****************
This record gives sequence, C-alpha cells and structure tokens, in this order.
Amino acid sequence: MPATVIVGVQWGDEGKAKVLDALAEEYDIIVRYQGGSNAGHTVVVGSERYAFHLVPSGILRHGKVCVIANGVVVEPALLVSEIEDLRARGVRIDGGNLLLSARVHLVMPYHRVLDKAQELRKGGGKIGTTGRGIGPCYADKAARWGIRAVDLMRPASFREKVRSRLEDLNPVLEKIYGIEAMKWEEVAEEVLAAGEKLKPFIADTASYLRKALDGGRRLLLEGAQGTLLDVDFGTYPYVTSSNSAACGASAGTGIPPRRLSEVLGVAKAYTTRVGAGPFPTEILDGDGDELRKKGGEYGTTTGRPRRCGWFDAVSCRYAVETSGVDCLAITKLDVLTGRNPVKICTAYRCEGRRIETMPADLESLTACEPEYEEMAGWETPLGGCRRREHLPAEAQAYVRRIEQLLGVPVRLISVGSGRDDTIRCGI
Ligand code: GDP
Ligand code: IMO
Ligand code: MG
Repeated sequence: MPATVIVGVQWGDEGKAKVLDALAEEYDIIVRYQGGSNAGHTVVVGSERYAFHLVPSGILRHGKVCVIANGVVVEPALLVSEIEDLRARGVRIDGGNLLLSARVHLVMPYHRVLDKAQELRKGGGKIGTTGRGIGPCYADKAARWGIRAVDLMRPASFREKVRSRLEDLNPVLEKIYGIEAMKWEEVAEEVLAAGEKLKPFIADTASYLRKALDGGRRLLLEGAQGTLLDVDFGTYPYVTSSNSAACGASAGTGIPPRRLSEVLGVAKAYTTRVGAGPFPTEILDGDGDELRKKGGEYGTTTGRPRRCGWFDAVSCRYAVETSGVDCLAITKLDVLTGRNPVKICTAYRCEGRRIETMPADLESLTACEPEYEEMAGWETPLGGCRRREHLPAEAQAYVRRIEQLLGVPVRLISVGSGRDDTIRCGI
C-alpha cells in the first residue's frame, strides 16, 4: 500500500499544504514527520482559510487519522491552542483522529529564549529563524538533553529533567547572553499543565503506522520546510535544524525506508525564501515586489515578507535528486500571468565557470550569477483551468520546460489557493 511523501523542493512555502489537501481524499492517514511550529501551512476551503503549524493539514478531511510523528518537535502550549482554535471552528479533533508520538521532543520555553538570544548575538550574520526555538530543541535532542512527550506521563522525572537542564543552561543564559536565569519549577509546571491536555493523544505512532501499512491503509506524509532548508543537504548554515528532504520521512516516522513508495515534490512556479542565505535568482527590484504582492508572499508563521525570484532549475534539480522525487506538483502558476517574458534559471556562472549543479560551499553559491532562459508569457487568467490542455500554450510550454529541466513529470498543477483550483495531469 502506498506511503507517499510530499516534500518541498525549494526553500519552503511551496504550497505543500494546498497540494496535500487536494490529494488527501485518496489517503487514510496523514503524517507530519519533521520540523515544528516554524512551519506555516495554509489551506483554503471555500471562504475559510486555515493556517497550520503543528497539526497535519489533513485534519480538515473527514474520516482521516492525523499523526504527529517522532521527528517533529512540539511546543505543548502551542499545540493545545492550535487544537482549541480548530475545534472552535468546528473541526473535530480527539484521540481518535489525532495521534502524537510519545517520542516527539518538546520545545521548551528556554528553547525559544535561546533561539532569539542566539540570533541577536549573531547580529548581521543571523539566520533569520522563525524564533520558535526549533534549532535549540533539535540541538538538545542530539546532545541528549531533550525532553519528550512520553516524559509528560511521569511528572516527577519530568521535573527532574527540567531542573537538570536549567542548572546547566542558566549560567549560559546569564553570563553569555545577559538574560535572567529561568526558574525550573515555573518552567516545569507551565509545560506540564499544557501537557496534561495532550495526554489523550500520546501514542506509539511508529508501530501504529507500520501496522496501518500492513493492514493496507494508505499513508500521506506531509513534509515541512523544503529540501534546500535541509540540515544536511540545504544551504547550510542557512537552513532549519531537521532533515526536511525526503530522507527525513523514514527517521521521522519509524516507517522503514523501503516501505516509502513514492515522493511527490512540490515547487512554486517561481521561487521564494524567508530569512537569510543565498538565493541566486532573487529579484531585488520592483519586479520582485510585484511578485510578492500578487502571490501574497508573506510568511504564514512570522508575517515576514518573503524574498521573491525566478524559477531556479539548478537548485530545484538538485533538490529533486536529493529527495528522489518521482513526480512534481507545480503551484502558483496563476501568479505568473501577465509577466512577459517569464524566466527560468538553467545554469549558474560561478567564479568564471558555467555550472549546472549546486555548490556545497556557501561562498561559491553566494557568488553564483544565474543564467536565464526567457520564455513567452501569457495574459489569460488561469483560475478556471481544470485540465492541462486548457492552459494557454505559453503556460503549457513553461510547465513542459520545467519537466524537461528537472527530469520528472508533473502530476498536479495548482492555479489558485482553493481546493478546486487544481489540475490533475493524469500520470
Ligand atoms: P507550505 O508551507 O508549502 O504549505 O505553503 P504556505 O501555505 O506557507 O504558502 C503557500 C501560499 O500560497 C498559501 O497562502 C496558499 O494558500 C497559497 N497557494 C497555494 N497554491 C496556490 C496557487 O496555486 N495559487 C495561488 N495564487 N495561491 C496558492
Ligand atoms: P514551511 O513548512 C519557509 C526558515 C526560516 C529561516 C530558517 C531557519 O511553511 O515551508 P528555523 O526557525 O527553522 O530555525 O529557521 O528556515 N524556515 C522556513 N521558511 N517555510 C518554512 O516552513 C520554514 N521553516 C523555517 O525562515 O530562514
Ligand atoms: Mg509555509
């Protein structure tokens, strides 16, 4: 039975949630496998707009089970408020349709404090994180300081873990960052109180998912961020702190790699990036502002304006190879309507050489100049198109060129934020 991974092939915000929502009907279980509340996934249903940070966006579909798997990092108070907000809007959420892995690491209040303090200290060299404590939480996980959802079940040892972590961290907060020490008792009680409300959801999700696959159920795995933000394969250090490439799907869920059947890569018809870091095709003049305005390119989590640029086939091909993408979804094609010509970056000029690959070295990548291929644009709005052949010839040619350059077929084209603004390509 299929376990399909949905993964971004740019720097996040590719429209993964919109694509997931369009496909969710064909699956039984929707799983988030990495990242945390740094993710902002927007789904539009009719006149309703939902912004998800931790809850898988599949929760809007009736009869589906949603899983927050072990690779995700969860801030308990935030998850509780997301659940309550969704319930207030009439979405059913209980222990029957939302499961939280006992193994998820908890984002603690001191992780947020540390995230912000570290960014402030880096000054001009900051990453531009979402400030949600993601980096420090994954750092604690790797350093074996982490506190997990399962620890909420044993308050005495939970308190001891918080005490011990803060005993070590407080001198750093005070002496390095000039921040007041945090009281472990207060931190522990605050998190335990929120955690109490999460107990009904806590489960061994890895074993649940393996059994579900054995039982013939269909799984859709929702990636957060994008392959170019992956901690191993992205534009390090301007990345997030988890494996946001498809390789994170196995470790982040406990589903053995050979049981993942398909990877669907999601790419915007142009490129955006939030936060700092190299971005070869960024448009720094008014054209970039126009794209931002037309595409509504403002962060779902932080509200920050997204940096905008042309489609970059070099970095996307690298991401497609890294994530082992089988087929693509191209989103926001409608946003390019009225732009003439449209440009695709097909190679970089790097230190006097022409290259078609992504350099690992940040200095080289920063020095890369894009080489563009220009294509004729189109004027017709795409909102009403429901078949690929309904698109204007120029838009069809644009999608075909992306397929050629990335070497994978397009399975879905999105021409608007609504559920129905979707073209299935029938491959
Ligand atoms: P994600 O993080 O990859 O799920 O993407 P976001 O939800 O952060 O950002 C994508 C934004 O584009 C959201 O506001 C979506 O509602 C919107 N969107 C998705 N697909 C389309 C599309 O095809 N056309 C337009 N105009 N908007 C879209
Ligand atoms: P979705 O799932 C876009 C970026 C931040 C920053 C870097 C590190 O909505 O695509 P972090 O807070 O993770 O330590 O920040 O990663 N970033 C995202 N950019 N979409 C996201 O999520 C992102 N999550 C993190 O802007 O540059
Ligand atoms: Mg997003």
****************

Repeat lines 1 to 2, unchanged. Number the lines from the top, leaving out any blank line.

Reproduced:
This record gives sequence, C-alpha cells and structure tokens, in this order.
Amino acid sequence: MPATVIVGVQWGDEGKAKVLDALAEEYDIIVRYQGGSNAGHTVVVGSERYAFHLVPSGILRHGKVCVIANGVVVEPALLVSEIEDLRARGVRIDGGNLLLSARVHLVMPYHRVLDKAQELRKGGGKIGTTGRGIGPCYADKAARWGIRAVDLMRPASFREKVRSRLEDLNPVLEKIYGIEAMKWEEVAEEVLAAGEKLKPFIADTASYLRKALDGGRRLLLEGAQGTLLDVDFGTYPYVTSSNSAACGASAGTGIPPRRLSEVLGVAKAYTTRVGAGPFPTEILDGDGDELRKKGGEYGTTTGRPRRCGWFDAVSCRYAVETSGVDCLAITKLDVLTGRNPVKICTAYRCEGRRIETMPADLESLTACEPEYEEMAGWETPLGGCRRREHLPAEAQAYVRRIEQLLGVPVRLISVGSGRDDTIRCGI